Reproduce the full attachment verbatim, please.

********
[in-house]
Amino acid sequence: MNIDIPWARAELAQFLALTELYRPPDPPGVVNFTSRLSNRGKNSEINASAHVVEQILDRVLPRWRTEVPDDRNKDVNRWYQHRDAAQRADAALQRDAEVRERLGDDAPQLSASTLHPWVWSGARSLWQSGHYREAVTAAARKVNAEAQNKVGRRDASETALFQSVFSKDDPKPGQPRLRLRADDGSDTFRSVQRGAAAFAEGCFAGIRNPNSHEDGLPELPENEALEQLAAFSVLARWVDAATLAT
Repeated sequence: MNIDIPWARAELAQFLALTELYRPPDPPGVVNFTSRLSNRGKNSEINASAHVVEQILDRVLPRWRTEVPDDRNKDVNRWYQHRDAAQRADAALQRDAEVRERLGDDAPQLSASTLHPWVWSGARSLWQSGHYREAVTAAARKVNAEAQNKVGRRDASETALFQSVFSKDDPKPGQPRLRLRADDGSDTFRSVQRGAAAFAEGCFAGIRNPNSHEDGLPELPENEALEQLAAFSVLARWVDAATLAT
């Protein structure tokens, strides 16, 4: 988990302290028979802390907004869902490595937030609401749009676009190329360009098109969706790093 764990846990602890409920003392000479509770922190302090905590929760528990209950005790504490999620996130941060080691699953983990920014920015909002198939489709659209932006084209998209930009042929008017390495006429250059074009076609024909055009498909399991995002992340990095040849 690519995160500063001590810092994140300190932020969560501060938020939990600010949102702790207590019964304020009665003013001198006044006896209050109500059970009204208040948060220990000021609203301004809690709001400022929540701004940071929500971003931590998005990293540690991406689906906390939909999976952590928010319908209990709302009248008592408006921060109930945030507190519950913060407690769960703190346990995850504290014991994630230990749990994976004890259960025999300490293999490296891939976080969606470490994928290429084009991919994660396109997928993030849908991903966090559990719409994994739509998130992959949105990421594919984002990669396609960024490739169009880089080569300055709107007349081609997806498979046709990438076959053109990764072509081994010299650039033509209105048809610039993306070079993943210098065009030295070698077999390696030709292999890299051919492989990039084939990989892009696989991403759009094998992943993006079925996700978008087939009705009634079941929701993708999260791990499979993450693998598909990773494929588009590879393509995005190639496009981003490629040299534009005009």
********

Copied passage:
[in-house]
Amino acid sequence: MNIDIPWARAELAQFLALTELYRPPDPPGVVNFTSRLSNRGKNSEINASAHVVEQILDRVLPRWRTEVPDDRNKDVNRWYQHRDAAQRADAALQRDAEVRERLGDDAPQLSASTLHPWVWSGARSLWQSGHYREAVTAAARKVNAEAQNKVGRRDASETALFQSVFSKDDPKPGQPRLRLRADDGSDTFRSVQRGAAAFAEGCFAGIRNPNSHEDGLPELPENEALEQLAAFSVLARWVDAATLAT
Repeated sequence: MNIDIPWARAELAQFLALTELYRPPDPPGVVNFTSRLSNRGKNSEINASAHVVEQILDRVLPRWRTEVPDDRNKDVNRWYQHRDAAQRADAALQRDAEVRERLGDDAPQLSASTLHPWVWSGARSLWQSGHYREAVTAAARKVNAEAQNKVGRRDASETALFQSVFSKDDPKPGQPRLRLRADDGSDTFRSVQRGAAAFAEGCFAGIRNPNSHEDGLPELPENEALEQLAAFSVLARWVDAATLAT
């Protein structure tokens, strides 16, 4: 988990302290028979802390907004869902490595937030609401749009676009190329360009098109969706790093 764990846990602890409920003392000479509770922190302090905590929760528990209950005790504490999620996130941060080691699953983990920014920015909002198939489709659209932006084209998209930009042929008017390495006429250059074009076609024909055009498909399991995002992340990095040849 690519995160500063001590810092994140300190932020969560501060938020939990600010949102702790207590019964304020009665003013001198006044006896209050109500059970009204208040948060220990000021609203301004809690709001400022929540701004940071929500971003931590998005990293540690991406689906906390939909999976952590928010319908209990709302009248008592408006921060109930945030507190519950913060407690769960703190346990995850504290014991994630230990749990994976004890259960025999300490293999490296891939976080969606470490994928290429084009991919994660396109997928993030849908991903966090559990719409994994739509998130992959949105990421594919984002990669396609960024490739169009880089080569300055709107007349081609997806498979046709990438076959053109990764072509081994010299650039033509209105048809610039993306070079993943210098065009030295070698077999390696030709292999890299051919492989990039084939990989892009696989991403759009094998992943993006079925996700978008087939009705009634079941929701993708999260791990499979993450693998598909990773494929588009590879393509995005190639496009981003490629040299534009005009």